Given that it has been previously reported that a hexanucleotide motif (5′-AGUGUU-3′) located at the 3′ terminus of miR-29b-3p was capable for directing this miRNA to the nucleus14 we sought to determine the nucleocytoplasmic distribution of miR-29 family members in our sRNA-seq data. miR-29b-3p was found to be significantly enriched in the nucleus by 2.4-fold (Fig. 5a). However, miR-29a-3p and miR-29c-3p (which lack the hexanucleotide motif) were similarly found to be significantly nuclear-enriched, although to a lesser extent; 1.8-fold and 1.5-fold respectively. The minor arm of miR-29a (i.e. miR-29a-5p) was also detected in our sequencing data, and was not significantly enriched in either fraction (Fig. 5a). We next searched for other detected miRNAs containing the hexanucleotide motif. Only two such miRNAs were identified; miR-199a-5p and miR-199b-5p, in which the motif was located towards the 5ʹ end, starting at position 4 (Fig. 5b). These miRNAs were modestly nuclear-enriched by 1.4-fold and 1.5-fold respectively, but dynamically changed their nucleocytoplasmic distribution upon hypoxic stimulus. Furthermore, in the unperturbed normoxic state (time 0 h) miR-199a-5p and miR-199b-5p were expressed at equivalent levels in both compartments (Fig. 5c). Taken together, these findings suggest that the miR-29b-3p hexanucleotide motif is not a bone fide nuclear-enrichment signal, at least in this context. Notably, several other studies have failed to detected enrichment of this motif in nuclear sRNA libraries, consistent with the findings reported here11,12.
We next used de novo motif analysis to identify potential signals that might confer enrichment in either the nucleus or the cytoplasm. Two motifs were significantly enriched in nuclear-localized miRNAs, whereas four motifs were enriched in cytoplasm-localized miRNAs (Fig. 5d,e). Upon inspection of motif annotation results, it became apparent that in many cases, motifs were commonly identified in related miRNA family members. This effect was most strongly apparent for the let-7 family (Fig. 5f). As such, the empirically-determined nuclear enrichment signals 5ʹ-UUGCAUAGU-3ʹ and 5ʹ-AGGUUGKSUG-3ʹ (these motifs also have the potential to overlap) where found to be present in almost all of the let-7 family members that exhibited nuclear enrichment. Interestingly, nuclear enrichment was observed only for the 5ʹ arm (i.e. the dominant arm) of the let-7 family members. In contrast, 3ʹ arm let-7 family members (i.e. the minor arm that is expressed with ~10 times fewer read counts than the dominant arm) were almost exclusively enriched in the cytoplasm, and contained many of the empirically-identified cytoplasmic enrichment motifs. These findings demonstrate that the 5ʹ and 3ʹ arms of let-7 family miRNAs exhibit opposite nucleocytoplasmic localization. The detection of multiple related miRNAs is therefore likely to have skewed the motif enrichment analysis. It is consequently non-trivial to determine if the identified nuclear enrichment motifs are directing their associated miRNAs to distinct subcellular locations, or if they are identified as a consequence of multiple co-regulated miRNAs with high sequence similarity biasing the motif enrichment analysis. Specific details of the de novo motif enrichment analysis are described in Supplementary File S1.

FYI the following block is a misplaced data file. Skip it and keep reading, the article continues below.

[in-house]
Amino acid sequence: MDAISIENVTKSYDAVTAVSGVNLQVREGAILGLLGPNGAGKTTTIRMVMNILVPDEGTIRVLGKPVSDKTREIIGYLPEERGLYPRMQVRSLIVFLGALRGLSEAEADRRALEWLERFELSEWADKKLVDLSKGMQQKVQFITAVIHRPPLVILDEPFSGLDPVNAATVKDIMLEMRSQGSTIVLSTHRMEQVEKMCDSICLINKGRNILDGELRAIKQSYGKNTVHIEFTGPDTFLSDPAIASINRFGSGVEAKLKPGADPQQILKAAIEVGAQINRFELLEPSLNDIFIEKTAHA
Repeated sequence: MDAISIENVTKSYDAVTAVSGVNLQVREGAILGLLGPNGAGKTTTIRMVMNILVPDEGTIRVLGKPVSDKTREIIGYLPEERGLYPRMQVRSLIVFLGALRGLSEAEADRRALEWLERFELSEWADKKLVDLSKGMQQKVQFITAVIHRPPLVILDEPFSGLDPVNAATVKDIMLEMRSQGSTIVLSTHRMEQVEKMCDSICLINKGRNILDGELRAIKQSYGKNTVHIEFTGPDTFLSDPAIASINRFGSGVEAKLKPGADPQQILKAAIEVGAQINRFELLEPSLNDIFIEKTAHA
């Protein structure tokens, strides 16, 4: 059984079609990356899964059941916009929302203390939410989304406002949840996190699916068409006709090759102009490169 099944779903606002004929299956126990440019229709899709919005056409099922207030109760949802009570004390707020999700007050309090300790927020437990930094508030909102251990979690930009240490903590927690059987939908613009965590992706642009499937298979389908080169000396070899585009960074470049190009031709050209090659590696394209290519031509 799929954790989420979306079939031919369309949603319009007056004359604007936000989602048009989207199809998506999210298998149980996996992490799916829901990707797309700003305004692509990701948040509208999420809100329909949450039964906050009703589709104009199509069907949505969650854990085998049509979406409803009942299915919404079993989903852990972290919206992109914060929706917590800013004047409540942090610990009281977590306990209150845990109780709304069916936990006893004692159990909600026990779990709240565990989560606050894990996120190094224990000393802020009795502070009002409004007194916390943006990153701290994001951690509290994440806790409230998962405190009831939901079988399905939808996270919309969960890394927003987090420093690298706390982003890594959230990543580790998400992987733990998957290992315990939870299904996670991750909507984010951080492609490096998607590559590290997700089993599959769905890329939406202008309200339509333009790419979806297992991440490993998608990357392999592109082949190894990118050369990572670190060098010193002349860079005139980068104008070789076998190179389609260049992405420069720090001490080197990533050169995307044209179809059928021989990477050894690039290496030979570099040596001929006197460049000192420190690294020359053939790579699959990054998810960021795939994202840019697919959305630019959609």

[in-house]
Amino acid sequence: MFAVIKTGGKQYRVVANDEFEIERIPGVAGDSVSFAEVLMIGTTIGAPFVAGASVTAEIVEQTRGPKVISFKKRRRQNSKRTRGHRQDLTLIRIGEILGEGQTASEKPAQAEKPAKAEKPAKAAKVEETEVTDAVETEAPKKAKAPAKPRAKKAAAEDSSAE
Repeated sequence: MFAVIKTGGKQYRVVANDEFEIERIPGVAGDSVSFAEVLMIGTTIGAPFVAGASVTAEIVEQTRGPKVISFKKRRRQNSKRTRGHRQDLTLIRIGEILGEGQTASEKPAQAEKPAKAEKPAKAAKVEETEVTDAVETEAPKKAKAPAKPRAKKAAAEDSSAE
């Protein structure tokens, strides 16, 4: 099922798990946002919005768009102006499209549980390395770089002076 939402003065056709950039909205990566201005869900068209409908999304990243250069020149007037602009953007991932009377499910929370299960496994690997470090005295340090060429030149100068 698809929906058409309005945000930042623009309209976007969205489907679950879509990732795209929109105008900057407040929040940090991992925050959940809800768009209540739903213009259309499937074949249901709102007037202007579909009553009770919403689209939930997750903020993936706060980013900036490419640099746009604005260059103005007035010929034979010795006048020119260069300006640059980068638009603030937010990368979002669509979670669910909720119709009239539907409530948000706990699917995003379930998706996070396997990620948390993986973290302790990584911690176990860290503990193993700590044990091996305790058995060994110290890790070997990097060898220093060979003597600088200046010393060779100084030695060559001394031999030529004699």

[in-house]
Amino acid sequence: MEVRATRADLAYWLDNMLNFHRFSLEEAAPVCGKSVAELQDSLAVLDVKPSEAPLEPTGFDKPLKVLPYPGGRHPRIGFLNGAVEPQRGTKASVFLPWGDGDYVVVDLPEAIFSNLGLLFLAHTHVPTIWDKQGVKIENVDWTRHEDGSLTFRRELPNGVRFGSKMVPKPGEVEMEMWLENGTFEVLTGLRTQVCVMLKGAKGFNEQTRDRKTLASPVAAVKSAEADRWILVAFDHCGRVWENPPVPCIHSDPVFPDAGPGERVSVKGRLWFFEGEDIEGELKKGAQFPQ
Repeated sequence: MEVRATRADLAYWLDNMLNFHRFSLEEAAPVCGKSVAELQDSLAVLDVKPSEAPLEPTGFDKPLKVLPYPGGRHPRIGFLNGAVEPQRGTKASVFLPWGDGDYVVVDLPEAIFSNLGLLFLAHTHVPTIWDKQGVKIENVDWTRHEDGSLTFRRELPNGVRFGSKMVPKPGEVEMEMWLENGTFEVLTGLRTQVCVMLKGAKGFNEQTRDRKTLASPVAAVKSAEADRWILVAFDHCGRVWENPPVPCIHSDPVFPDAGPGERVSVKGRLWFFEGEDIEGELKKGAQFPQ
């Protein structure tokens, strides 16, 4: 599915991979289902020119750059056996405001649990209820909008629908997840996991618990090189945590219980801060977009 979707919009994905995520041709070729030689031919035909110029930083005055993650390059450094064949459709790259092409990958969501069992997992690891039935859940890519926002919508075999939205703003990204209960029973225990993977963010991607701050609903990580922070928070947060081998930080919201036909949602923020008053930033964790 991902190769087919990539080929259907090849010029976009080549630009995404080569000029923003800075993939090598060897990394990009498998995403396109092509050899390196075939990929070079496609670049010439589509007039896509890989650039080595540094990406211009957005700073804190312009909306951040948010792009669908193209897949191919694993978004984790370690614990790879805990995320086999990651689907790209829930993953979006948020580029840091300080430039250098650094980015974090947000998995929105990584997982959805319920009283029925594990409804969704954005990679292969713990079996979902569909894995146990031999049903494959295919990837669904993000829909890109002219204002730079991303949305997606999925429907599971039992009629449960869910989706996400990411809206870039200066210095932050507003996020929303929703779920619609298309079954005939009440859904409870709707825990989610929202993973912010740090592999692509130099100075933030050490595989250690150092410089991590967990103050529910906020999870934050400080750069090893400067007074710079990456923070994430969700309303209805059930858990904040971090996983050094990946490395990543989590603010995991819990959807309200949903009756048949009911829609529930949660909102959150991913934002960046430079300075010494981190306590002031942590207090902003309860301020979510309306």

In this study we have profiled the subcellular localization of miRNAs in endothelial cells, and identified a set of miRNAs which exhibit nuclear enrichment. Furthermore, induction of hypoxia resulted in differential miRNA expression changes that were spatially restricted to either the nucleus or cytoplasm, or a small number of changes that occurred simultaneously in both compartments. This is the first study to profile subcellular compartment-specific differential miRNA expression, and provides a strong rationale for the investigation of nuclear and cytoplasmic miRNA levels in other biological contexts.